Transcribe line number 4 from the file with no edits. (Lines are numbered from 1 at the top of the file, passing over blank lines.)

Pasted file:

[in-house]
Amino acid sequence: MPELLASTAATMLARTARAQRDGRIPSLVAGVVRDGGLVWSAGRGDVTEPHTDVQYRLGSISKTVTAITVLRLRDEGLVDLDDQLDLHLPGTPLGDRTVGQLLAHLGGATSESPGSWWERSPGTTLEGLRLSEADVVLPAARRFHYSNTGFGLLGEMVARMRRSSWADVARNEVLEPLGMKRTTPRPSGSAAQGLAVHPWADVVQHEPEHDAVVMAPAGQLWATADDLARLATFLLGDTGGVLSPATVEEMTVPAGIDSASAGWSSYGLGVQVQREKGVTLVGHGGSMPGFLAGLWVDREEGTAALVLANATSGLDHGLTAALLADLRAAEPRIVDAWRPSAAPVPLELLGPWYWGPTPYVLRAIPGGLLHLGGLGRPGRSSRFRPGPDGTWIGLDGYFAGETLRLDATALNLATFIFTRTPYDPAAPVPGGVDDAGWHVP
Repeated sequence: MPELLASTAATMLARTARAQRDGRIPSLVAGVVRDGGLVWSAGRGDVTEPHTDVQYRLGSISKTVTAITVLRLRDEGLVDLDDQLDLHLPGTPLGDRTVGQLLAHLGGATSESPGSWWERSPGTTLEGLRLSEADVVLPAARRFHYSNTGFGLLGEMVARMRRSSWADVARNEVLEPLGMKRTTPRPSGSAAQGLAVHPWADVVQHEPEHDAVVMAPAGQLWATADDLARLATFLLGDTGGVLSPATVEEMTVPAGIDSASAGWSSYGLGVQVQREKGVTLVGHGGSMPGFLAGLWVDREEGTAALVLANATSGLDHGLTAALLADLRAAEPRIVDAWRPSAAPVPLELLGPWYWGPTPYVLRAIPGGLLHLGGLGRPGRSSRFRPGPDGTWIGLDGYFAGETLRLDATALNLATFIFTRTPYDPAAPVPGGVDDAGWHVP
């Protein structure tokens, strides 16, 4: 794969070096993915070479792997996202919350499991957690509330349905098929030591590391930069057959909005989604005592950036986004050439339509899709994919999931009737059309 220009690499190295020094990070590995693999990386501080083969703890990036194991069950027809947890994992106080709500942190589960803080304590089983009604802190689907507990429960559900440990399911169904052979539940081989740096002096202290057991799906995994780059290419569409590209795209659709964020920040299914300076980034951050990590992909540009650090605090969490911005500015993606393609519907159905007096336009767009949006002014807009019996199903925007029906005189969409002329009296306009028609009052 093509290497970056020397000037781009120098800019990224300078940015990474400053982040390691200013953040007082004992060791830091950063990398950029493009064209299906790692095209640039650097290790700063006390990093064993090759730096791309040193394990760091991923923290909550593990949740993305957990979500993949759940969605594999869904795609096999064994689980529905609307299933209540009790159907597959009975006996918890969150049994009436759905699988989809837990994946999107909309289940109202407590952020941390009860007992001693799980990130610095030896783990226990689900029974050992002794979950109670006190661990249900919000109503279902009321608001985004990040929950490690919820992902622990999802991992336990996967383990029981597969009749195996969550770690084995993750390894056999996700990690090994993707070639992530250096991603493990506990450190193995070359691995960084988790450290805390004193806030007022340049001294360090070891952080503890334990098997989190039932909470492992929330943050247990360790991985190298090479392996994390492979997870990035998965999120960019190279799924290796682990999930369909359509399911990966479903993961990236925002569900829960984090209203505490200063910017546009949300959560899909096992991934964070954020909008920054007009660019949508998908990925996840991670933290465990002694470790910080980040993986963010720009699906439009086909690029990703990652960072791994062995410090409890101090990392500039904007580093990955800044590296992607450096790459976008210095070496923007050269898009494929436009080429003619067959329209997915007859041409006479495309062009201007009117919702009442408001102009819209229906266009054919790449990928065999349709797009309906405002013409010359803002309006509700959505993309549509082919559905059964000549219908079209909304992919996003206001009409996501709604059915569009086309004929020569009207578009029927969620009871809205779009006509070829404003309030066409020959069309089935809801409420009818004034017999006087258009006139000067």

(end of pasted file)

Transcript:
């Protein structure tokens, strides 16, 4: 794969070096993915070479792997996202919350499991957690509330349905098929030591590391930069057959909005989604005592950036986004050439339509899709994919999931009737059309 220009690499190295020094990070590995693999990386501080083969703890990036194991069950027809947890994992106080709500942190589960803080304590089983009604802190689907507990429960559900440990399911169904052979539940081989740096002096202290057991799906995994780059290419569409590209795209659709964020920040299914300076980034951050990590992909540009650090605090969490911005500015993606393609519907159905007096336009767009949006002014807009019996199903925007029906005189969409002329009296306009028609009052 093509290497970056020397000037781009120098800019990224300078940015990474400053982040390691200013953040007082004992060791830091950063990398950029493009064209299906790692095209640039650097290790700063006390990093064993090759730096791309040193394990760091991923923290909550593990949740993305957990979500993949759940969605594999869904795609096999064994689980529905609307299933209540009790159907597959009975006996918890969150049994009436759905699988989809837990994946999107909309289940109202407590952020941390009860007992001693799980990130610095030896783990226990689900029974050992002794979950109670006190661990249900919000109503279902009321608001985004990040929950490690919820992902622990999802991992336990996967383990029981597969009749195996969550770690084995993750390894056999996700990690090994993707070639992530250096991603493990506990450190193995070359691995960084988790450290805390004193806030007022340049001294360090070891952080503890334990098997989190039932909470492992929330943050247990360790991985190298090479392996994390492979997870990035998965999120960019190279799924290796682990999930369909359509399911990966479903993961990236925002569900829960984090209203505490200063910017546009949300959560899909096992991934964070954020909008920054007009660019949508998908990925996840991670933290465990002694470790910080980040993986963010720009699906439009086909690029990703990652960072791994062995410090409890101090990392500039904007580093990955800044590296992607450096790459976008210095070496923007050269898009494929436009080429003619067959329209997915007859041409006479495309062009201007009117919702009442408001102009819209229906266009054919790449990928065999349709797009309906405002013409010359803002309006509700959505993309549509082919559905059964000549219908079209909304992919996003206001009409996501709604059915569009086309004929020569009207578009029927969620009871809205779009006509070829404003309030066409020959069309089935809801409420009818004034017999006087258009006139000067």